Stuff like this used to happen to me in places like San Francisco or Athens, Greece, butOLYMPUS DIGITAL CAMERA seldom in upstate New York. The young folks were getting married and an old guy in leaky waders was trying to catch a fish in the cold. Most of the fish were probably staging in the lake below, waiting for the flush of heavy rains to bring about the marriage of present time and future possibilities…

And for a moment or two, it all made sense in Ithaca.OLYMPUS DIGITAL CAMERA

 

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About rivertoprambles

Welcome to Rivertop Rambles. This is my blog about the headwaters country-far afield or close to home. I've been a fly-fisher, birder, and naturalist for most of my adult life. I've also written poetry and natural history books for thirty years. In Rambles I will mostly reflect on the backcountry of my Allegheny foothills in the northern tier of Pennsylvania and the southern tier of New York State. Sometimes I'll write about the wilderness in distant states, or of the wild places in the human soul. Other times I'll just reflect on the domestic life outdoors. In any case, I hope you enjoy. Let's ramble!
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12 Responses to Big Trout, Good Marriage

  1. Mike says:

    I really enjoyed this post on so many levels. I assume it’s aimed intent. Did not expect to see that bride on the banks and I can only imagine your surprise when you did!

  2. Ken G says:

    Indeed, nice post, but I still have your last one in my head and am trying to imagine you in a boat.

  3. Les Kish says:

    Certainly and impressive setting for a wedding. By the way, ditto on the boat thing.

    I had a similar encounter this spring while fishing a nearby creek. I was at my car, scraping lunch together. A couple, who had been lounging stream side, strolled over. One of them announced “we just got engaged.” I congratulated them. “No, really, we just now got engaged!”, said the girl. Beaming, she held out her hand to show off her ring. “Well, okay, congratulations really” I said. I asked if they had a camera. The future groom pulled out his cell phone. They posed and I snapped a few photos for them. Quite the day. It was a bit warmer than the day you saw the bride and groom.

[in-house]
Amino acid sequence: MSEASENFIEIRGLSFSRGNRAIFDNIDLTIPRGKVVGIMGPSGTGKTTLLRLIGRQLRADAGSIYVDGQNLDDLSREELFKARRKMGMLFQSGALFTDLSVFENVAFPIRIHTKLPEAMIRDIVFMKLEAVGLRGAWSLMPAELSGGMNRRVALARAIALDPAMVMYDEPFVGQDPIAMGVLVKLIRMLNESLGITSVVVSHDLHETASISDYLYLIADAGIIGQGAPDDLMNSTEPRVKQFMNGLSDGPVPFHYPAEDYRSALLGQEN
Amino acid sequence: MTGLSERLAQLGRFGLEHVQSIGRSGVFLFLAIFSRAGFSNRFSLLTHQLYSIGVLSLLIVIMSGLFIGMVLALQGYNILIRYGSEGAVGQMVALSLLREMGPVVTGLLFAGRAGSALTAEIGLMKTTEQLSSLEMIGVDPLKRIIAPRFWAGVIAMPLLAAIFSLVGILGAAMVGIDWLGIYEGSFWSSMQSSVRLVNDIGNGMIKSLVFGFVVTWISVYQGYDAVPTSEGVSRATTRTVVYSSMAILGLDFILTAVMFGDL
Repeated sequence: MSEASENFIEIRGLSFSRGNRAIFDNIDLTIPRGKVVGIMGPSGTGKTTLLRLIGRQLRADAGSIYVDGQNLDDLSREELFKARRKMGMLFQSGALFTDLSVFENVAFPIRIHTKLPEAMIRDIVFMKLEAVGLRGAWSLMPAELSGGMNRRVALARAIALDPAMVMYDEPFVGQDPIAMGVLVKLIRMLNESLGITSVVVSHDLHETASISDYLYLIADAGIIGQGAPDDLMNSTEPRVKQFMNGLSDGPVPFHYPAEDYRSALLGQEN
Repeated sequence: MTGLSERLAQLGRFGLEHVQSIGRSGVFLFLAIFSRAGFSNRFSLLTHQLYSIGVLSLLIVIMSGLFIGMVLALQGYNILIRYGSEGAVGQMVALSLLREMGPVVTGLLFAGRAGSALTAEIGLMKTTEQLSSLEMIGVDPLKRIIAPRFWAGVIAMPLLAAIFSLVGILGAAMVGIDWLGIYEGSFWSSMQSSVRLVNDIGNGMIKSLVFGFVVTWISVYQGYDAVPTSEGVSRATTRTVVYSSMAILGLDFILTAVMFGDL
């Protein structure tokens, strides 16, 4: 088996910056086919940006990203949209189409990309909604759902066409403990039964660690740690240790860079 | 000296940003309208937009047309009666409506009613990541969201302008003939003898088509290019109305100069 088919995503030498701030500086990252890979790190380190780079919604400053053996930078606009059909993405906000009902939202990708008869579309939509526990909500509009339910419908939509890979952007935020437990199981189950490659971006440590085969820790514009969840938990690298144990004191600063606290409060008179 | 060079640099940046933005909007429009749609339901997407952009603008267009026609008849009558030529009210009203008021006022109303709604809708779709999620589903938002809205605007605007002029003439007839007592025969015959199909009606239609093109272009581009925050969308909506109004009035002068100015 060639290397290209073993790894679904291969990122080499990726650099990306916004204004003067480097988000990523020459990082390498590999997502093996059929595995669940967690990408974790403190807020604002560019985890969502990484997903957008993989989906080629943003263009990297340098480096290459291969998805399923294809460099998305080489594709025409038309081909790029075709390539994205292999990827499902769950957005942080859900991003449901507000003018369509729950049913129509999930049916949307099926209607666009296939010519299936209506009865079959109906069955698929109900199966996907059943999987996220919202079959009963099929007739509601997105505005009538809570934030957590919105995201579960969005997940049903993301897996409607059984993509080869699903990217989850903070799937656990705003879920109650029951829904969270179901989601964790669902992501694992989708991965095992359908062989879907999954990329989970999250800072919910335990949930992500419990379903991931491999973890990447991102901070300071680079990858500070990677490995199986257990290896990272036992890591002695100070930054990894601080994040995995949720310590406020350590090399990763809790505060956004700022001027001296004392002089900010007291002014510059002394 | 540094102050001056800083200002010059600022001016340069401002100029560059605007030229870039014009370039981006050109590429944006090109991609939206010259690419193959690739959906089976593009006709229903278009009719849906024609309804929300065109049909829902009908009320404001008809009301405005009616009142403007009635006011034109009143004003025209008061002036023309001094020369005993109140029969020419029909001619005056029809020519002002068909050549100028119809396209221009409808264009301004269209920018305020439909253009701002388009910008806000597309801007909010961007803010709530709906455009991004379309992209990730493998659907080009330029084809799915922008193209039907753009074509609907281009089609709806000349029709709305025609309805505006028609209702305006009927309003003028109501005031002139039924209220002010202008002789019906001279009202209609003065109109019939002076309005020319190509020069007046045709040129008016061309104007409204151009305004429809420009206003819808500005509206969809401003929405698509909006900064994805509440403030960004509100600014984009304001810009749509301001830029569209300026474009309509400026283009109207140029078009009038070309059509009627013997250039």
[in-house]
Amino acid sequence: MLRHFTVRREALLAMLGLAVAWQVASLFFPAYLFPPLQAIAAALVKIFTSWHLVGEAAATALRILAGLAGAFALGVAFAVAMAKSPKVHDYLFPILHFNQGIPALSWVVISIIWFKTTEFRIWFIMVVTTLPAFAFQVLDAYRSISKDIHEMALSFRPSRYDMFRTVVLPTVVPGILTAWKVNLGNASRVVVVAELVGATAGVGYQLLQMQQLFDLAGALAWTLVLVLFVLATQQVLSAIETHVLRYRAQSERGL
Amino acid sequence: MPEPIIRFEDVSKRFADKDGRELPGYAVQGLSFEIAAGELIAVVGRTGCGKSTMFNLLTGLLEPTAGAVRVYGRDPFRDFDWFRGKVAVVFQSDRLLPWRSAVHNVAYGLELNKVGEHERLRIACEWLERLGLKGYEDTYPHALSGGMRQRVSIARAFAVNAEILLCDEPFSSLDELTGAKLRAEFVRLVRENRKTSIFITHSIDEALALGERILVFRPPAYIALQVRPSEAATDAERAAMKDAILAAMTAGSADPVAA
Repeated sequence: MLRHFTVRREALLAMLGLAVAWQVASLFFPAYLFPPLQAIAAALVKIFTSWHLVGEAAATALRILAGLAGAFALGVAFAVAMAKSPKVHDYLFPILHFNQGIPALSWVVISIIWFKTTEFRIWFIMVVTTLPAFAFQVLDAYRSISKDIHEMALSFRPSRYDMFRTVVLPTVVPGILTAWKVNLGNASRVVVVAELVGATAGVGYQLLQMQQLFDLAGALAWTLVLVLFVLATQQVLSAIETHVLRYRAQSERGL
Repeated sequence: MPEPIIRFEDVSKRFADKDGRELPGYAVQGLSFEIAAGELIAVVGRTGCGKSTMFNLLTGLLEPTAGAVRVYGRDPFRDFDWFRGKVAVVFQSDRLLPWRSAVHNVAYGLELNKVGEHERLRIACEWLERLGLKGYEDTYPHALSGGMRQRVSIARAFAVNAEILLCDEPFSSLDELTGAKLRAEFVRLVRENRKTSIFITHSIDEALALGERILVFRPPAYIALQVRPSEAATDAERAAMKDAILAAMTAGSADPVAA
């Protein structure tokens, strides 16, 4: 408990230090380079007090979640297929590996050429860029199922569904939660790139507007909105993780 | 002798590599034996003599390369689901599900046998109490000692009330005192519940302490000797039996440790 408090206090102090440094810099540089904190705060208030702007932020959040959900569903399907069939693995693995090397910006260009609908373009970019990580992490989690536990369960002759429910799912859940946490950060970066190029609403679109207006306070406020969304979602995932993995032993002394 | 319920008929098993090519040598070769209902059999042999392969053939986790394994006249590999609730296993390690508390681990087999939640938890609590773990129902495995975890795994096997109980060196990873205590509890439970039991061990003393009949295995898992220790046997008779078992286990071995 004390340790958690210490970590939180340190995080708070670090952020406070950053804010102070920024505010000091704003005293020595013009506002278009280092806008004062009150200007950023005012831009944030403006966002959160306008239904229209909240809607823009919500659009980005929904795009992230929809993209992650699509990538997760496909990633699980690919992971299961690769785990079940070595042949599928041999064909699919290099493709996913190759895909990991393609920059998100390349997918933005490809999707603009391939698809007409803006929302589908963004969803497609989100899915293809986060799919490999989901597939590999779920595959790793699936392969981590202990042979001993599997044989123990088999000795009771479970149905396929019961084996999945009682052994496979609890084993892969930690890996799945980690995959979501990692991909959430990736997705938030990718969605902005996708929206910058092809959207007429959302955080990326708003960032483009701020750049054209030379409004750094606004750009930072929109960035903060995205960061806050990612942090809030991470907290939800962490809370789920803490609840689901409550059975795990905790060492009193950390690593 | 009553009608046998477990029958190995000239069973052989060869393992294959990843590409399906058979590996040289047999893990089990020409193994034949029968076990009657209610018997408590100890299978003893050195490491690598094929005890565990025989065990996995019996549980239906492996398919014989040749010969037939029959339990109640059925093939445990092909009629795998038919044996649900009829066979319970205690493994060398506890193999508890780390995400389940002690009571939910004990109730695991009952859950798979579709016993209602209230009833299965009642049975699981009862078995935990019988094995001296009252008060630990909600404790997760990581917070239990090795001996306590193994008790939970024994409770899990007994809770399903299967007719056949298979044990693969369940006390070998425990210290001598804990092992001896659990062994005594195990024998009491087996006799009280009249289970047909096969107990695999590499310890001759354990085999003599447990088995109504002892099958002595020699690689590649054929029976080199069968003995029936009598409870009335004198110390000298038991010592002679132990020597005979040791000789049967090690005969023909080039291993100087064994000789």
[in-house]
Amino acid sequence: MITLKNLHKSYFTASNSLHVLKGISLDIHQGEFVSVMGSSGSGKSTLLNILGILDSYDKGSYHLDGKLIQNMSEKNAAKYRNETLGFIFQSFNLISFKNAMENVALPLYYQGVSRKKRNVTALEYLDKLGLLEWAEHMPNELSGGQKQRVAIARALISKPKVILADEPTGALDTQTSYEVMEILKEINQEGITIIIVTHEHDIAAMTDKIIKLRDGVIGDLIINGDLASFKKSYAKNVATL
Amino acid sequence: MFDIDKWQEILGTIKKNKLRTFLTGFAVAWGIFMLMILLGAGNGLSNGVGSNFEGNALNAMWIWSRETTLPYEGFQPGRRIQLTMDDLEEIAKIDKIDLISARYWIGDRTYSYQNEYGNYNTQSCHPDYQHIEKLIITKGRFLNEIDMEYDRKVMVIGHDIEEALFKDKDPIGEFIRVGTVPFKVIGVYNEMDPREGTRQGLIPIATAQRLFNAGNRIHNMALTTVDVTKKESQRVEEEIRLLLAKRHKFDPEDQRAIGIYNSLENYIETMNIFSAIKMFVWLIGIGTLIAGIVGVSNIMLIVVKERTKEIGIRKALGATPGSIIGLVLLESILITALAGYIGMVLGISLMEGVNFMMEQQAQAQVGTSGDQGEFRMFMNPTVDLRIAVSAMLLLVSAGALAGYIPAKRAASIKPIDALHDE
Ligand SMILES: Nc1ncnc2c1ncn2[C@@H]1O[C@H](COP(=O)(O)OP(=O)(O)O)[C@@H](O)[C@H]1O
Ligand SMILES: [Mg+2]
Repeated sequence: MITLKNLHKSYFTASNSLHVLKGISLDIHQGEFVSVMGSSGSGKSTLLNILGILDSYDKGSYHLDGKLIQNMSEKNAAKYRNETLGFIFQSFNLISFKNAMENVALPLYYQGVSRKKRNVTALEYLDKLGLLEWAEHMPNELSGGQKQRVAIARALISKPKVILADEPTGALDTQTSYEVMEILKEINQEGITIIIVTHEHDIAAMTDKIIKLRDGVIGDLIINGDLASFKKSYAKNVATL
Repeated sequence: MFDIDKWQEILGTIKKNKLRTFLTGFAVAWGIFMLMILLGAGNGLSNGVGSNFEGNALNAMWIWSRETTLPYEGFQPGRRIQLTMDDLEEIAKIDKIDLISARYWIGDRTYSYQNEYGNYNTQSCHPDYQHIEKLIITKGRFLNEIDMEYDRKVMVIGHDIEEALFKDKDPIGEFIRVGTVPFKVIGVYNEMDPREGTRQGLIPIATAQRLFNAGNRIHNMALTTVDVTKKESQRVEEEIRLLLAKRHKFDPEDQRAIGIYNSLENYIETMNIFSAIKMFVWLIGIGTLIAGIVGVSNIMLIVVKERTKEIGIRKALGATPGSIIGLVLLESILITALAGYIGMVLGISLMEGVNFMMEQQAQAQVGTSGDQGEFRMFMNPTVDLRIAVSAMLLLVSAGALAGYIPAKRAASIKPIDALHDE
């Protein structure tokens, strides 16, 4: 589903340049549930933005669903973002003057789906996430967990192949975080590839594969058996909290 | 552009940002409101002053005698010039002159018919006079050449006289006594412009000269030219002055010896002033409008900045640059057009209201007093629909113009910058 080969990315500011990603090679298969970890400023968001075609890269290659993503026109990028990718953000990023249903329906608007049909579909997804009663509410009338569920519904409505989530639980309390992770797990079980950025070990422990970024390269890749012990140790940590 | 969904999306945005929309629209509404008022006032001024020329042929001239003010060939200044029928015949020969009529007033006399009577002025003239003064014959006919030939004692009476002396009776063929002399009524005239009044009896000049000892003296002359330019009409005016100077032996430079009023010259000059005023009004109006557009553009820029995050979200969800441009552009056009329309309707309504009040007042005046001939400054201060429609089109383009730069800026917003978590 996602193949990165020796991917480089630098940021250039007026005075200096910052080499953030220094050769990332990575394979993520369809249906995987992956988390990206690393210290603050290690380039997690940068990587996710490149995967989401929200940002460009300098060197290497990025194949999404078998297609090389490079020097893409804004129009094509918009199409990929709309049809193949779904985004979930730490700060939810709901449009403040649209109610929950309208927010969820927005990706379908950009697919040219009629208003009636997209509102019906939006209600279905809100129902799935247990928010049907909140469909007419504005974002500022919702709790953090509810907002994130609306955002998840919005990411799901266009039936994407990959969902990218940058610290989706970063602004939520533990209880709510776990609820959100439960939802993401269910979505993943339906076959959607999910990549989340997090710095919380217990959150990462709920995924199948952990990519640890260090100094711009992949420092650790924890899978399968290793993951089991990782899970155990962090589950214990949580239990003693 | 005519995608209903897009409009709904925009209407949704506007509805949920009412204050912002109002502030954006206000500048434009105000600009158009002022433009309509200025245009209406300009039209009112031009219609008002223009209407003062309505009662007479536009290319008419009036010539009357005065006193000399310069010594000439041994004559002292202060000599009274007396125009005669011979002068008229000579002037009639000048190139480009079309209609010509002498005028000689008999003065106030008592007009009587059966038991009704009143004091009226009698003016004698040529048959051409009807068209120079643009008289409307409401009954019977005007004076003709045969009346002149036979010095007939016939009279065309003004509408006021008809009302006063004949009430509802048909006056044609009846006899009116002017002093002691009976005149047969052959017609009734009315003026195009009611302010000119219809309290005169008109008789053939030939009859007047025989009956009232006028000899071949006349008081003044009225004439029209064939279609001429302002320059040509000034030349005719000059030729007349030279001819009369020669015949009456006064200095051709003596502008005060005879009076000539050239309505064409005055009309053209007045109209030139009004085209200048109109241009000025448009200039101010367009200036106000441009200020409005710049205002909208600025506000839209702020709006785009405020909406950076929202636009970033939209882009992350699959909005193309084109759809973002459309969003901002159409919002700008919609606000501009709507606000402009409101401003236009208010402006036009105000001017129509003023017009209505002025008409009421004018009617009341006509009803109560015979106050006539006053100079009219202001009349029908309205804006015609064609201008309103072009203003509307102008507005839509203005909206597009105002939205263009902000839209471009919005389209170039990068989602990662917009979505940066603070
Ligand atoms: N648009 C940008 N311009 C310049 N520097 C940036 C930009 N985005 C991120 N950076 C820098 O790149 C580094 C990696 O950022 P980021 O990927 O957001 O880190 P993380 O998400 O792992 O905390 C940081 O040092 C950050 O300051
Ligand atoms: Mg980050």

• Thanks Les! Your story reminds me of the one told by my father-in-law back when he was a campground host in the Rockies some years ago. He saw a young lady sitting by herself on a blanket near a creek and, on asking how she was doing, the woman said she was recently married and that her new husband was off fly-fishing on the stream somewhere. So, congrats, and how long had she been married? (Here comes the good part)… The woman said something like, “We’ve been married for about 2 hours!”

      • Les Kish says:

        Oh boy, what can I say? How about this? My wife and I were married on a weekday morning. We were out in the mountains bear hunting that afternoon! What else do you do in Montana in May?

  4. Brent says:

    How’s this for another level of contrast: A new beginning for two people in the cold end of the year.

  5. On your second response here, Les, all I can say is… uh, can’t think of a thing!!

  6. I like your photos seems like a good spot to fish as well as beautiful scenery especially if people want to get married their

    • Thanks for the comment, Berlin… It is a nice place to fish in spring and autumn, and the scenery is great for such events. Feel free to check out similar posts here on RR, and drop by often.